Podkolzin is one of a host of talented players who are viewed as the potential third-best prospect in the draft behind American center Jack Hughes and Finnish winger Kaapo Kakko.
Despite being just 17 years of age, Podkolzin already has some experience playing in Russia's KHL, which is widely considered the No. 2 league in the world behind the NHL. According to NHL.com's Igor Eronko, Podkolzin made history by appearing in a KHL game:
All told, Podkolzin played three games for SKA St. Petersburg, registering no points and a minus-one rating.
In addition to his short KHL stint, Podkolzin played for SKA St. Petersburg's lower-level teams in the MHL and VHL in 2018-19. He racked up eight points in 12 MHL games and five points in 14 VHL contests.
While it can be argued that Podkolzin's production was somewhat modest given his lofty draft status, Scott Powers of The Athletic felt the mere fact that he reached the KHL at his age was a significant accolade:
Scott Powers @ByScottPowers
@Evanhockey14 I wouldn't get too caught up with numbers at an early age in Russia. The fact he even played in the KHL at this age for one of the premier teams is something. Plus, his other numbers aren't bad in the VHL or MHL. From the video I've seen on him, he looks to be impressive.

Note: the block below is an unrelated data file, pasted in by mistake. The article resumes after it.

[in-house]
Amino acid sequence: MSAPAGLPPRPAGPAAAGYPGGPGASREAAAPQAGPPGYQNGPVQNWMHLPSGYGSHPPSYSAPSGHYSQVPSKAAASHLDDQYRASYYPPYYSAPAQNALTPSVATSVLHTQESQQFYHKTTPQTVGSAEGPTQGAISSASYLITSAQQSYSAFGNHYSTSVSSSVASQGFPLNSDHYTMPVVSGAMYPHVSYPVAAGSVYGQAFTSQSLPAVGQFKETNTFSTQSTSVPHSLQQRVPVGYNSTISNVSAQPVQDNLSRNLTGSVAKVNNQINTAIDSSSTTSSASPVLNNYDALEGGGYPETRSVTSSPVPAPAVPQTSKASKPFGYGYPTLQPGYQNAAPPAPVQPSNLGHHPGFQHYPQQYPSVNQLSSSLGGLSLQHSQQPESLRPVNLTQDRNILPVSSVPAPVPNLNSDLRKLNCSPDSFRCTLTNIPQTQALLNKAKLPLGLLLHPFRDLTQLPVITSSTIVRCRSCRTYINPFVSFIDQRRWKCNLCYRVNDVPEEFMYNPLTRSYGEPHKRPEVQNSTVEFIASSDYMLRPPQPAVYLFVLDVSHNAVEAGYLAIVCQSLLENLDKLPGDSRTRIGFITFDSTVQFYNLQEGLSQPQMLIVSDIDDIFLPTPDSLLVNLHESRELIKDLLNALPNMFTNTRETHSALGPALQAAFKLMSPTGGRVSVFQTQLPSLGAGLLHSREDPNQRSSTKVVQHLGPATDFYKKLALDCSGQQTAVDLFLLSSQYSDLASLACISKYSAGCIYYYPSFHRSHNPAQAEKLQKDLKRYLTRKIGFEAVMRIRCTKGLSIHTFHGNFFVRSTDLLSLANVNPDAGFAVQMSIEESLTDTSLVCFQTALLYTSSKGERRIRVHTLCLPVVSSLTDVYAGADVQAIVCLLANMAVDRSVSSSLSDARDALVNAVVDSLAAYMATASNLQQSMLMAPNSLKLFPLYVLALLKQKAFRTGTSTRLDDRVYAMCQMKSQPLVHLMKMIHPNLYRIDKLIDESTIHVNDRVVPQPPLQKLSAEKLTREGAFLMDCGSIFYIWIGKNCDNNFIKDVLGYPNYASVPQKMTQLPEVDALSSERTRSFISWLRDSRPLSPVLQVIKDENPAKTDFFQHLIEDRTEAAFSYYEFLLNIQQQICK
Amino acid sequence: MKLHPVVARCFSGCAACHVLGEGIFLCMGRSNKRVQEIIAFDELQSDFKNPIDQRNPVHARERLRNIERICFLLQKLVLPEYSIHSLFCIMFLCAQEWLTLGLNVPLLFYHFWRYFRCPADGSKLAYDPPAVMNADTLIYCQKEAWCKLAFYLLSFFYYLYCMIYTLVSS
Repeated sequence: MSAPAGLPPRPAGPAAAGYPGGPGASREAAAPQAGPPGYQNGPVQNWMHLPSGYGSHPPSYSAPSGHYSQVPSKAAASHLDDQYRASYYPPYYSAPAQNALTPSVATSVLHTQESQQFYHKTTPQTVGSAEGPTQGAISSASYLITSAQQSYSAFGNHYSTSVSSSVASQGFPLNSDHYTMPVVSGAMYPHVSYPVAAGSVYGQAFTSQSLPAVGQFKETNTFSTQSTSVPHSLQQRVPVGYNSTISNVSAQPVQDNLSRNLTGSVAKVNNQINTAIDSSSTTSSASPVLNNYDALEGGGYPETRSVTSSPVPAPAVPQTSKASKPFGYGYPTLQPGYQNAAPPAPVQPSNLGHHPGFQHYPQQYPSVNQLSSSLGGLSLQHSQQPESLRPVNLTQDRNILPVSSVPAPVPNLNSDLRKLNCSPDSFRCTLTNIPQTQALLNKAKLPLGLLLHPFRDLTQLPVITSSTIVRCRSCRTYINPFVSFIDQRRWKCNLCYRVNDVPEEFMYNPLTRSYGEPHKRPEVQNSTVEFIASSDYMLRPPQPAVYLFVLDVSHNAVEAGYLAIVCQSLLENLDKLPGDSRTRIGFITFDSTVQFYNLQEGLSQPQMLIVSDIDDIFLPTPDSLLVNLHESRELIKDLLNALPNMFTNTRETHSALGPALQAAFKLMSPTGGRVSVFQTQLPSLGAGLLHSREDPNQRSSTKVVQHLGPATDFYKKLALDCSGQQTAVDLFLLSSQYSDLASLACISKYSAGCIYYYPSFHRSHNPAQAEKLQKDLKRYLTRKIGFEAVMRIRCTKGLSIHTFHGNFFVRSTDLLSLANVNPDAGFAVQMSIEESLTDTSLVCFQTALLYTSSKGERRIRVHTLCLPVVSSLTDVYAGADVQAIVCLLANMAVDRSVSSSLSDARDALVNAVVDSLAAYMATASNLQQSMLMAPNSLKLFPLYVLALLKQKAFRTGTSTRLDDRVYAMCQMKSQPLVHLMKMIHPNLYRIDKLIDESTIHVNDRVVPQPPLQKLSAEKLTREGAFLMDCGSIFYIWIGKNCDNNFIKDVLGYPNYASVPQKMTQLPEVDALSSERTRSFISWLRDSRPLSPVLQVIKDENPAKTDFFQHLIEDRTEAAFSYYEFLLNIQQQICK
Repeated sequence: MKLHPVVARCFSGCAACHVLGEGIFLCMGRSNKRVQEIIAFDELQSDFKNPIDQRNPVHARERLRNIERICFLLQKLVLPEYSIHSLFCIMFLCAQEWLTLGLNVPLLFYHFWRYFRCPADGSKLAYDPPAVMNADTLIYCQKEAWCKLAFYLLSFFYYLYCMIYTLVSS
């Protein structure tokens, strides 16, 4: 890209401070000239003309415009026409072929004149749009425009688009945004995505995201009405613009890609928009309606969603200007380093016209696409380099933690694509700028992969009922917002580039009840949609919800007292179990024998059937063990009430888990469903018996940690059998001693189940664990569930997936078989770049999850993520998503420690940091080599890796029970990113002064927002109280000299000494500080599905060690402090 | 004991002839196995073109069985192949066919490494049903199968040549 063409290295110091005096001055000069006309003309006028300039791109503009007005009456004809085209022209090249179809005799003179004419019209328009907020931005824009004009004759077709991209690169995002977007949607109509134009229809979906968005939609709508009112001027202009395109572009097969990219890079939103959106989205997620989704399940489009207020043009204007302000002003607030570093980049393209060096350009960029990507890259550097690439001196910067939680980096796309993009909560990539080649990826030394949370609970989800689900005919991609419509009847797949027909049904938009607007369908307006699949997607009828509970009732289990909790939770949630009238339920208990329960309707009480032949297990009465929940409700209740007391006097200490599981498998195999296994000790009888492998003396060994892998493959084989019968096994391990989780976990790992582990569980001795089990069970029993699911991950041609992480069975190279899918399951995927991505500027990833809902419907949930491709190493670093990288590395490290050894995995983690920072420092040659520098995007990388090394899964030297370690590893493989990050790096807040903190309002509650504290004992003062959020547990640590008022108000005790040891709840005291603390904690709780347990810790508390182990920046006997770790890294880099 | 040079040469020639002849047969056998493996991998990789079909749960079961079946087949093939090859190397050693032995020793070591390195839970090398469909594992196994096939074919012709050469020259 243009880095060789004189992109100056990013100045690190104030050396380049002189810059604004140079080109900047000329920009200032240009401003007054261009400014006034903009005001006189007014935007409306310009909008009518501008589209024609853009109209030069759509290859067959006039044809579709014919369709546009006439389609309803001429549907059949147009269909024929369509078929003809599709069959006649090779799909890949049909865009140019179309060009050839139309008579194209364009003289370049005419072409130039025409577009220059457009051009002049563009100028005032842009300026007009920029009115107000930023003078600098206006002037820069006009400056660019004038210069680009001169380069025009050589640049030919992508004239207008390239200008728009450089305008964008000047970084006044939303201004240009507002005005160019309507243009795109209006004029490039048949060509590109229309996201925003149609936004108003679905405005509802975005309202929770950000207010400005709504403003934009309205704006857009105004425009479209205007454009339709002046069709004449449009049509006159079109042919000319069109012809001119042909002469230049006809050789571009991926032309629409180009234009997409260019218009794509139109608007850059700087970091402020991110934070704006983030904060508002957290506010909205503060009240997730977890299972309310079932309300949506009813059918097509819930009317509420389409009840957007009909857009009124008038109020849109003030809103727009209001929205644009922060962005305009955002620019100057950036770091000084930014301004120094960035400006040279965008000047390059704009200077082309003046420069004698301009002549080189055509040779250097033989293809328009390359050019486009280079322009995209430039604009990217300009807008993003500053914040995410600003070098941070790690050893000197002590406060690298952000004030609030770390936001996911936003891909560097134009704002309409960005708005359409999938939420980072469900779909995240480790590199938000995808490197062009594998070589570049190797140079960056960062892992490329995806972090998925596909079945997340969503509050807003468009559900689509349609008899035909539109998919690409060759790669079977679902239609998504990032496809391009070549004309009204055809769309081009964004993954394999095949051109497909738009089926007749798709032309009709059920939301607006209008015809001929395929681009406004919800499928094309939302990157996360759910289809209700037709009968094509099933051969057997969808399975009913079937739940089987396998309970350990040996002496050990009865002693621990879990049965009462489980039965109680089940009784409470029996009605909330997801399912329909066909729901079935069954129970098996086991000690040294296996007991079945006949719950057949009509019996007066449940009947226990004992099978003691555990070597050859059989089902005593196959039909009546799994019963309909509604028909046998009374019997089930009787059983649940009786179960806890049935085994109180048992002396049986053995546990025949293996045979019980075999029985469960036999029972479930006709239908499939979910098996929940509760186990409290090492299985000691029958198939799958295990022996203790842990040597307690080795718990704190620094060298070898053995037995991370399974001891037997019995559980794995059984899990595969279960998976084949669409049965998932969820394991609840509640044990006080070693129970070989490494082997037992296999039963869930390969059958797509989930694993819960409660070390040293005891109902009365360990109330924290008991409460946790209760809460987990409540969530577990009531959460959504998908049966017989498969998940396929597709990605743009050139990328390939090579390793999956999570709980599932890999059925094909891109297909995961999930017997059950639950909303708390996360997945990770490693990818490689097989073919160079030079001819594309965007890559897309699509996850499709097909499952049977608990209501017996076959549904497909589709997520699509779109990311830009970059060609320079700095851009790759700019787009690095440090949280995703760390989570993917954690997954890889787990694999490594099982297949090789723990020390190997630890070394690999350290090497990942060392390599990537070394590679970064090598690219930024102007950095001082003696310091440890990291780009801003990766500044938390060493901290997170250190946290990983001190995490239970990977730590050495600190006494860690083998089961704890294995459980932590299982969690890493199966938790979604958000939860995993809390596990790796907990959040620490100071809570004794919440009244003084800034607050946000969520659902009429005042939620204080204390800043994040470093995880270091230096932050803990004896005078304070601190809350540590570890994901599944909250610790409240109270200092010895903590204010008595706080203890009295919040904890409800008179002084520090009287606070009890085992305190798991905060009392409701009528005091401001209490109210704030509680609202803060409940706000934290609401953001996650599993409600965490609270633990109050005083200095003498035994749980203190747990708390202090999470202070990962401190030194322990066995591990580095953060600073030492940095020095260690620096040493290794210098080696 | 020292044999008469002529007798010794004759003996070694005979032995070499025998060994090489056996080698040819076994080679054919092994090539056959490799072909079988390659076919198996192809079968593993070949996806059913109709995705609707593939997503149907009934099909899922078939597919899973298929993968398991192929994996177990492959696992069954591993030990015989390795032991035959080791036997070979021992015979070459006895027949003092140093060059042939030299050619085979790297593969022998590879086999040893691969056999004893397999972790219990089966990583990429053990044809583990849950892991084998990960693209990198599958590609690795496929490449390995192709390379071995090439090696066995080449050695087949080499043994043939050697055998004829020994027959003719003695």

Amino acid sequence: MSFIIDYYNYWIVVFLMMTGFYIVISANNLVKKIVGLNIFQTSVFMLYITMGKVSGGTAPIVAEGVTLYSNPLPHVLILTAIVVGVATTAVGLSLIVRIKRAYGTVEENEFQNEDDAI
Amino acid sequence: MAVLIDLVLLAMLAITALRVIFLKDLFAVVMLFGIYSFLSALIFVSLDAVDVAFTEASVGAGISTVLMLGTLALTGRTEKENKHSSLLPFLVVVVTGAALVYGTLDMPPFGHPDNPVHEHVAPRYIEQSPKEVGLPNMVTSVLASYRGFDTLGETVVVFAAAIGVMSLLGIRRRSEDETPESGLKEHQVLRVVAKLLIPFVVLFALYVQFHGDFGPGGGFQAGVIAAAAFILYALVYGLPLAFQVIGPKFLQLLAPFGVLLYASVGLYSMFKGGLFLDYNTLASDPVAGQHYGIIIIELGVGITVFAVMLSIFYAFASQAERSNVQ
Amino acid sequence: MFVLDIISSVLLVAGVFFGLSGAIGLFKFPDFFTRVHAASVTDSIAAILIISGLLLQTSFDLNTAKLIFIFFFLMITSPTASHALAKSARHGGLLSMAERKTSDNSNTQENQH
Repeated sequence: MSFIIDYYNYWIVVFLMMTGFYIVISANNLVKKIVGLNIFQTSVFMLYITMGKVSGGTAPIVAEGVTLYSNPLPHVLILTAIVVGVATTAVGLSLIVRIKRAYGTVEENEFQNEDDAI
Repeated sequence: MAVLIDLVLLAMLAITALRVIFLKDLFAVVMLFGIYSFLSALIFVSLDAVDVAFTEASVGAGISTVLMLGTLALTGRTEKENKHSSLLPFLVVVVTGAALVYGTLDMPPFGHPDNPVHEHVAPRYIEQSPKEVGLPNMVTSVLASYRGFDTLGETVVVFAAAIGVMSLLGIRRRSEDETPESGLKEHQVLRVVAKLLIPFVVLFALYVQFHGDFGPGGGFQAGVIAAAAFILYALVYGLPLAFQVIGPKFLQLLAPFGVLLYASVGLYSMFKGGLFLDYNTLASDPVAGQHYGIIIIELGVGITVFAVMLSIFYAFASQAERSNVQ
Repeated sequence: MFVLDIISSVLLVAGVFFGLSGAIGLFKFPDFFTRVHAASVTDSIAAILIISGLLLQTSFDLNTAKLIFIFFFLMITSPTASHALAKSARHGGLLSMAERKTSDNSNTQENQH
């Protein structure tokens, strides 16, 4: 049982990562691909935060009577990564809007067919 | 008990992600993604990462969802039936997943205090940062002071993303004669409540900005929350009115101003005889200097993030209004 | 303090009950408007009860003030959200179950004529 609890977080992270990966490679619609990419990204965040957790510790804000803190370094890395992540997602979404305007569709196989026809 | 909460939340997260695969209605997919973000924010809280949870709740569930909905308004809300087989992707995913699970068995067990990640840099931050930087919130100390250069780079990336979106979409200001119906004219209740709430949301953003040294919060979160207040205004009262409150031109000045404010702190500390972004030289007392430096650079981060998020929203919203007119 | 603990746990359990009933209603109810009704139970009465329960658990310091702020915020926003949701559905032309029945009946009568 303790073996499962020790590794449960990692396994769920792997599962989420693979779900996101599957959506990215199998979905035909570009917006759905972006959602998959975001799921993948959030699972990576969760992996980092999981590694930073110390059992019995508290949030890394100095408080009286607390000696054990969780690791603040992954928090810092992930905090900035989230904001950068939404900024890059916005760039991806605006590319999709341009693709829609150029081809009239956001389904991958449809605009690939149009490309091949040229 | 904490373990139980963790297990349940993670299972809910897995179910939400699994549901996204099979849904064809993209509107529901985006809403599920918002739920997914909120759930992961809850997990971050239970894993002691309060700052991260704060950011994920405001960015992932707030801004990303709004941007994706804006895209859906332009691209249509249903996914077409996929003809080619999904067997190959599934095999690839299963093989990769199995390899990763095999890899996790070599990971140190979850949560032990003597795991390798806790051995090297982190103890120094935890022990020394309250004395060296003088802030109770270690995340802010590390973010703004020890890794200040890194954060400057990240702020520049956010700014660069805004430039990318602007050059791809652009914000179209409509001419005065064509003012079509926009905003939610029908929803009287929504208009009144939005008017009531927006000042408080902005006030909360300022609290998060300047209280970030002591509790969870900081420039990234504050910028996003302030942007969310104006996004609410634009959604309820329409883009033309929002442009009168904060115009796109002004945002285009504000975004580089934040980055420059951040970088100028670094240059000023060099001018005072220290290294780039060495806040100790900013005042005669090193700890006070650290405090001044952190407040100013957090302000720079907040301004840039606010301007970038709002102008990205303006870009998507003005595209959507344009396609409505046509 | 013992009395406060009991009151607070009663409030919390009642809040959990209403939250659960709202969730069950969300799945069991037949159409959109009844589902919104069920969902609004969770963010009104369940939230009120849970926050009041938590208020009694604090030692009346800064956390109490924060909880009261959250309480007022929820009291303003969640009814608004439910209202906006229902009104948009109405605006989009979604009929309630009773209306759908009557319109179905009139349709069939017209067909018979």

Some of Podkolzin's best work to date has come in international competition against many of the best young players in the world.
In the 2018 Hlinka Gretzky Cup, Podkolzin led the tournament with eight goals and 11 points. He also scored a hat trick in a win over the United States in the bronze medal game.
Podkolzin followed that up with three assists in seven games in the 2019 World Junior Championships, as Russia went on to win bronze again.
While Podkolzin's physical tools are undeniable, there is undoubtedly some risk with selecting him. Podkolzin has yet to show that he can be a truly dominant player unlike prospects such as Hughes and Kakko.
Also, the risk of players with KHL ties leaving the NHL to return to Russia if things don't go well is always present. Although top players like Alex Ovechkin and Evgeni Malkin stay in the NHL and thrive, there is a high turnover rate when it comes to middling Russian players.
There are some major question marks attached to Podkolzin, but because of his high ceiling and massive potential, it is difficult to blame the Canucks for rolling the dice on him.